Founder Of Conservatives Against Fox Hunting (CAFH) Is A Member Of The Associate Parliamentary Group For Animal Welfare (APGAW)

By October 28, 2010 Uncategorised

The Associate Parliamentary Group for Animal Welfare (APGAW) is an all-party group made up of MPs, Peers and associate animal welfare organisations or groups with a specific interest in this area. The aim of the Group is to promote and further the case of animal welfare by all means available to the Parliaments at Westminster and in Europe. APGAW seeks to influence the development and introduction of effective wide-ranging legislation to improve welfare and also acts as a discussion forum of politicians and welfare experts to looks at areas of concern.

All-Party Parliamentary Groups (APPGs) have no formal place in the legislature unlike Select Committees, but are an effective way of bringing together parliamentarians and interested parties to start raising the profile on issues. APGAW chooses topics which are likely to be high profile to discuss and can then put forward ideas for improvements to the current Government. Members of the public are not able to attend APGAW meetings unless specifically invited by the Chairman but they can ask their MP to attend if they are concerned about an area of animal welfare.

The main intention of APGAW is to keep MPs and Peers informed about animal welfare issues.  Regular meetings and events provide an opportunity for those with a common interest in animal welfare to meet and debate their views and the views of others.  APGAW also sets up working groups to investigate and report on areas of concern to the group.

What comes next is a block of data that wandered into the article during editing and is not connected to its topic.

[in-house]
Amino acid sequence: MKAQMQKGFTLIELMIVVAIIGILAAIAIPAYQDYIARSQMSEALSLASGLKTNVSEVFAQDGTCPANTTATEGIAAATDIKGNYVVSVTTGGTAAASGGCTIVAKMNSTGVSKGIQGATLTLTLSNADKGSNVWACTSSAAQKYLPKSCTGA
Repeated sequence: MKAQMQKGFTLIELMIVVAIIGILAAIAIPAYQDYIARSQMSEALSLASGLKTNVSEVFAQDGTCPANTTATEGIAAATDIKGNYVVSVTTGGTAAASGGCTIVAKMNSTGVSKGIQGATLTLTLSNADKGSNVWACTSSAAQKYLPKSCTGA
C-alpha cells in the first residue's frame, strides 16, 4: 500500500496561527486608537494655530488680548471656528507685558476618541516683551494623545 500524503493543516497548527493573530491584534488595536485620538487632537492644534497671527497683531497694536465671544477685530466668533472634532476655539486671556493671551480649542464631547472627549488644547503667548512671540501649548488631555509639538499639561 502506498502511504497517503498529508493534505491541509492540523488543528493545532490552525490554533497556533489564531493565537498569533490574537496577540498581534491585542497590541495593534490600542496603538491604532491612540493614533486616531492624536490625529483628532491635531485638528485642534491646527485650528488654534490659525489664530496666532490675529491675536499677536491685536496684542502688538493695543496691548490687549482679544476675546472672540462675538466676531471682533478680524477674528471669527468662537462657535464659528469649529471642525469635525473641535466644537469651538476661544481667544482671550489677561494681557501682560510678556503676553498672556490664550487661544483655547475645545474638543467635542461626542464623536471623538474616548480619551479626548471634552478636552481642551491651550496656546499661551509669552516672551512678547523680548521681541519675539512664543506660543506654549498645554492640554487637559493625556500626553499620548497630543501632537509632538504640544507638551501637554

The group owes much of its success to Dame Janet Fookes and Roger Gale MP (both Conservatives), who tirelessly worked hard to establish the group.  From 1997 until 2005 Ian Cawsey MP (Labour) Chaired the Group, while from June 2005 to May 2010, Eric Martlew MP (Labour) took on the role.  In July 2010 Neil Parish (Conservative) was appointed chairman.

All-party groups are relatively informal committees compared with official committees of the House. However, their success at raising issues and awareness in both the UK Parliament and Europe is recognised by most NGOs.

Group activities range from informal gatherings such as receptions to formal presentations by organisations at meetings, letter writing, tabling Early Day Motions and Parliamentary Questions. APGAW has also in the past organised visits to animal establishments and written and commissioned reports.